Friday, August 12, 2011

Making Memories

So one of the things I've done in the last 2 months (since last writing) was go on vacation. Two adults, two kids, one car, 3,000 mile round trip.

What is your first reaction? Is it something like: 'You're crazy!', or is it more like 'I can't wait to do that with MY kids!'?

Actually my kids were amazing. My wife was on the phone and I was driving when the trip mile counter passed 1,000. The kids were in the backseat laughing with each other. It's hard to ask more of them than that! So anyway, the discipline part of the trip was pretty easy. I'm not going to write about how to pacify kids on a road trip.

The more important question that comes up, at least in my mind, regards how important experiences like this are. I have memories I will take with me from this vacation: having to dive under a wave with Natalie on my shoulders then miraculously finding her sunglasses in the ocean over a minute later, listening to a master storyteller at the local library, listening to the 4 cousins on the baby monitor as they pretended to sleep, Jonah getting really excited about gas stations and hotels...and many others.

But will my kids remember any of it? What is the biggest benefit of going on a trip like this with them?

I would suspect that most people would say it is quality time with our children and even if they don't remember it per se they are still bonding with us and their quality of life increased.

In fact, as I think about it, I think these events become an integral part of the fabric of who we are as a family. We know who we are as a family because of the stories we share together. The things we do as a family end up defining us. It's not altogether different from how they used to talk about God in the Old Testament. They always emphasize His actions: "The God of our fathers, who brought us out of Egypt..."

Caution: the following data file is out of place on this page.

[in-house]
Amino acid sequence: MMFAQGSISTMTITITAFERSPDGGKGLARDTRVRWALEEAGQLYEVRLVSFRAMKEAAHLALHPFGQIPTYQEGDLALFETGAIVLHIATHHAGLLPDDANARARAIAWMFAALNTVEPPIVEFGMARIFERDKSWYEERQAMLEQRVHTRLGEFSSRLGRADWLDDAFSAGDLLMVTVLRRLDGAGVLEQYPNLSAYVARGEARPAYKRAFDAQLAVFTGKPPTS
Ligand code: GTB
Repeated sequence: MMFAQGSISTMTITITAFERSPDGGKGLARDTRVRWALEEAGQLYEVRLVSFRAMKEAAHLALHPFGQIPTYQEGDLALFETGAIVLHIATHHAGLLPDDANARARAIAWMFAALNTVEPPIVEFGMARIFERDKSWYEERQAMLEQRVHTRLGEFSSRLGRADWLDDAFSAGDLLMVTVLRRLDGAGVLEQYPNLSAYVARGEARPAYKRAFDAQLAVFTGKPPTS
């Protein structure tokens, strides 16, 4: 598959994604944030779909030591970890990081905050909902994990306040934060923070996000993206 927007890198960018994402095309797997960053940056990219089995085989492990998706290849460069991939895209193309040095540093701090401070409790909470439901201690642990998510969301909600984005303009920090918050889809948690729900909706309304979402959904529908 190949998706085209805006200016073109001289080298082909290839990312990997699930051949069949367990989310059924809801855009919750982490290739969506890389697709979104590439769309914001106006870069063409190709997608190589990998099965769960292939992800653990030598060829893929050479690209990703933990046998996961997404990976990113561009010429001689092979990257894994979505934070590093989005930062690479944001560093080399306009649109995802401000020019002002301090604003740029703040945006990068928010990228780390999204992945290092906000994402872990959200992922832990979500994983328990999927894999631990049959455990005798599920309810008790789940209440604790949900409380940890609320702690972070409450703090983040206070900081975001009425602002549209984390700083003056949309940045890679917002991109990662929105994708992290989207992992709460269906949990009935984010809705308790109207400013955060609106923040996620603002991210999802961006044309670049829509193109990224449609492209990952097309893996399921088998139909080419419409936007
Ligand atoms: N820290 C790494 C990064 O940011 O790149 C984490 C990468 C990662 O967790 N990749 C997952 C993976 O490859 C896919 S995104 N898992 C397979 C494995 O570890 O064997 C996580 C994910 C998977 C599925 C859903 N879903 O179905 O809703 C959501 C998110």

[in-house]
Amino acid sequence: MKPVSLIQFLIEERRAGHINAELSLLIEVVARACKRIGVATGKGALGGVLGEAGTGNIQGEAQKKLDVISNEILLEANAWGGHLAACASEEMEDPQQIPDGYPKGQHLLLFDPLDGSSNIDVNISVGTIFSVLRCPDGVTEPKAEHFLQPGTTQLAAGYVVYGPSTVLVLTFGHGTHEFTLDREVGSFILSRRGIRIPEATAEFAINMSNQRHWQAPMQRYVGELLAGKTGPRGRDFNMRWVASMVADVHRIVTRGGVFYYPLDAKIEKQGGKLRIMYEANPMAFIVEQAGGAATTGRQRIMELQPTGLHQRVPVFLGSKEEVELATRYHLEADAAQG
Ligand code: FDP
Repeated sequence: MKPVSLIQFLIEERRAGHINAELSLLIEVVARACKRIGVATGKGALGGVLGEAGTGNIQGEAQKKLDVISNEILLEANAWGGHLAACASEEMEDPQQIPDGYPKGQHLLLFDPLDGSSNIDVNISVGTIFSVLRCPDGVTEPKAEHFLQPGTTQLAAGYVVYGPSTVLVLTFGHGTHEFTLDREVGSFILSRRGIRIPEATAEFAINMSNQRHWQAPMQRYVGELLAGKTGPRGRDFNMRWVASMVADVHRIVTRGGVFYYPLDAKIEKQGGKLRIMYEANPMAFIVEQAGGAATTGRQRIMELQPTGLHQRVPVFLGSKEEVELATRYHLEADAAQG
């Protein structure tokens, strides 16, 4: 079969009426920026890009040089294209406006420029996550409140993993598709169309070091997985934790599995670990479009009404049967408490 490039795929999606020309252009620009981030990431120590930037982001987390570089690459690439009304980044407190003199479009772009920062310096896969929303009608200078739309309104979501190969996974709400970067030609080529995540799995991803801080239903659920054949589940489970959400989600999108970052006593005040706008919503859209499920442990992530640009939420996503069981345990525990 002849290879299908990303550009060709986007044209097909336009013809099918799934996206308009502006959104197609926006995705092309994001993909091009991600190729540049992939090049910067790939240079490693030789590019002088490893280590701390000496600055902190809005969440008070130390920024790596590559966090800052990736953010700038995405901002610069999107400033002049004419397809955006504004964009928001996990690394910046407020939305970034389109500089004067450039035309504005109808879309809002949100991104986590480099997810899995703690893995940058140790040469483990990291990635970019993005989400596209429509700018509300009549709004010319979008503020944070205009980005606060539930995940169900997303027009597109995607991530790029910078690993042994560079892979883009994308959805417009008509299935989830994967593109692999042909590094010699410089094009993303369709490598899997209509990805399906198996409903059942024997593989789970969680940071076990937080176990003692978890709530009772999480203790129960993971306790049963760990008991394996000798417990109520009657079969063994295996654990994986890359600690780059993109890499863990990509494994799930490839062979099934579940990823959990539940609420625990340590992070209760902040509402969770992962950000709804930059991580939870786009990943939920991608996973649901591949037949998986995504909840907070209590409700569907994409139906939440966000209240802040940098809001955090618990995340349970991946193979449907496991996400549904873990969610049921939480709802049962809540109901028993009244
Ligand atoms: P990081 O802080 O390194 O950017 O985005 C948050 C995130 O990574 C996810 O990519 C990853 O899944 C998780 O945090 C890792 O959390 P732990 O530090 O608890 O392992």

In the end, we do the same thing with our families. When we get together with our grown brothers and parents we retell the same old stories over and over--not because we don't know them but because that's where our identity comes from. ('Hey, do you remember that one time when we set off the alarm at grandpa's house in our swimsuits?' 'Or how about when your brother got stung by a bee rolling down that hill?') We are a family because we have a shared narrative that gives depth to who we are.

If we are not focusing on creating memories with our children, we are failing to give them this gift. If we are not giving opportunities to actually SHARE life together with them we will lose this extremely important part of what it means to be a family. I sincerely hope that when my kids get older they don't think: "Dad was gone all the time working" or "my childhood was so boring..." I hope they get together as adults and retell the stories of our family. Their individual identities will be better formed, paradoxically, by the events and stories they share with the whole family. These stories are a far more important gift than anything material I could give them.


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